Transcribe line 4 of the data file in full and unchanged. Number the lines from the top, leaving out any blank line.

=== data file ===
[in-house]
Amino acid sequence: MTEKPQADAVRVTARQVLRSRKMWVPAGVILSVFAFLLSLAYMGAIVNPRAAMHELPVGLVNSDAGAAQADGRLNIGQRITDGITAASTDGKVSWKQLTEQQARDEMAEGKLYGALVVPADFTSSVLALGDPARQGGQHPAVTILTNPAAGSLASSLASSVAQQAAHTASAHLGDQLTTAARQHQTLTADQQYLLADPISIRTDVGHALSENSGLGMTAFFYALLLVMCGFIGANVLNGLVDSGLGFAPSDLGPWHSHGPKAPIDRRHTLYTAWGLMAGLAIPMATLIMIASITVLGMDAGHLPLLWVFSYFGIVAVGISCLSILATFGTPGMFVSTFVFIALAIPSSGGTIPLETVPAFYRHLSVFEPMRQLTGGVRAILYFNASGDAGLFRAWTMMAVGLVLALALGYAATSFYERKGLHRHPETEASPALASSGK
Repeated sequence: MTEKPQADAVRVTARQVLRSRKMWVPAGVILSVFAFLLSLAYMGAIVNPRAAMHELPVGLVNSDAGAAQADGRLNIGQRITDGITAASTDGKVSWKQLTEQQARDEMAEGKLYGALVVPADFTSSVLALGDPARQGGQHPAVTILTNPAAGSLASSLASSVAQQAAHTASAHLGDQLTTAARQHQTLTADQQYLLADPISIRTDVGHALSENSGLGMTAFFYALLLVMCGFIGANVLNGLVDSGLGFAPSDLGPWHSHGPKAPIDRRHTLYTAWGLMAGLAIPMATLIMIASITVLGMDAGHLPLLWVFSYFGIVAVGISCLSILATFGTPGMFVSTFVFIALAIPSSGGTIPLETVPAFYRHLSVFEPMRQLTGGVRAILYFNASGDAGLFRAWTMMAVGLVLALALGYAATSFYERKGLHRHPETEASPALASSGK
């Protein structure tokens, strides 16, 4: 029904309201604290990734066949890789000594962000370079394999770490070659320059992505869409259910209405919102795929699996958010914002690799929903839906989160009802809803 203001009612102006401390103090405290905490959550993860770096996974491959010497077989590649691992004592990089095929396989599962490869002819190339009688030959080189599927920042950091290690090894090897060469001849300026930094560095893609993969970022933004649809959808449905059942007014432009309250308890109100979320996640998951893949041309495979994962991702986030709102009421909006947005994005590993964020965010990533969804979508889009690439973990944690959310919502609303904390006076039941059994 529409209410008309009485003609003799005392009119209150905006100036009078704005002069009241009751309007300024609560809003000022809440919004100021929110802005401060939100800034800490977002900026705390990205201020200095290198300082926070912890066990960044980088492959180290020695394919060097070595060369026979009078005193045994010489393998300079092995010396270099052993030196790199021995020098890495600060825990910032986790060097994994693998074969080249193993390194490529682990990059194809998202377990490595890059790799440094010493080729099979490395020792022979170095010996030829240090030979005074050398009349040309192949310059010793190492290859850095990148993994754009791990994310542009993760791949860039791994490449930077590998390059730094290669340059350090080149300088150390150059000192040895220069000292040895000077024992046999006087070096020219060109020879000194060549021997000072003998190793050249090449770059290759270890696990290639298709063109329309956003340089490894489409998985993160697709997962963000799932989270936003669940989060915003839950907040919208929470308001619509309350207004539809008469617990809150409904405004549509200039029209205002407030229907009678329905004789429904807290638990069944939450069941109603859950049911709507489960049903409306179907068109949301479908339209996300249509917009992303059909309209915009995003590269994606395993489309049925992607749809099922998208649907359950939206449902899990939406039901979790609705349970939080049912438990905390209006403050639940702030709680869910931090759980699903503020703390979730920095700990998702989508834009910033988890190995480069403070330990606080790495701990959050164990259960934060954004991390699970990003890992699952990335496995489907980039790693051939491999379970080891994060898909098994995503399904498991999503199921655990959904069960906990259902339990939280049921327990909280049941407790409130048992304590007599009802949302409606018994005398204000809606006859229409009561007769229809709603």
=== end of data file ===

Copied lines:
């Protein structure tokens, strides 16, 4: 029904309201604290990734066949890789000594962000370079394999770490070659320059992505869409259910209405919102795929699996958010914002690799929903839906989160009802809803 203001009612102006401390103090405290905490959550993860770096996974491959010497077989590649691992004592990089095929396989599962490869002819190339009688030959080189599927920042950091290690090894090897060469001849300026930094560095893609993969970022933004649809959808449905059942007014432009309250308890109100979320996640998951893949041309495979994962991702986030709102009421909006947005994005590993964020965010990533969804979508889009690439973990944690959310919502609303904390006076039941059994 529409209410008309009485003609003799005392009119209150905006100036009078704005002069009241009751309007300024609560809003000022809440919004100021929110802005401060939100800034800490977002900026705390990205201020200095290198300082926070912890066990960044980088492959180290020695394919060097070595060369026979009078005193045994010489393998300079092995010396270099052993030196790199021995020098890495600060825990910032986790060097994994693998074969080249193993390194490529682990990059194809998202377990490595890059790799440094010493080729099979490395020792022979170095010996030829240090030979005074050398009349040309192949310059010793190492290859850095990148993994754009791990994310542009993760791949860039791994490449930077590998390059730094290669340059350090080149300088150390150059000192040895220069000292040895000077024992046999006087070096020219060109020879000194060549021997000072003998190793050249090449770059290759270890696990290639298709063109329309956003340089490894489409998985993160697709997962963000799932989270936003669940989060915003839950907040919208929470308001619509309350207004539809008469617990809150409904405004549509200039029209205002407030229907009678329905004789429904807290638990069944939450069941109603859950049911709507489960049903409306179907068109949301479908339209996300249509917009992303059909309209915009995003590269994606395993489309049925992607749809099922998208649907359950939206449902899990939406039901979790609705349970939080049912438990905390209006403050639940702030709680869910931090759980699903503020703390979730920095700990998702989508834009910033988890190995480069403070330990606080790495701990959050164990259960934060954004991390699970990003890992699952990335496995489907980039790693051939491999379970080891994060898909098994995503399904498991999503199921655990959904069960906990259902339990939280049921327990909280049941407790409130048992304590007599009802949302409606018994005398204000809606006859229409009561007769229809709603």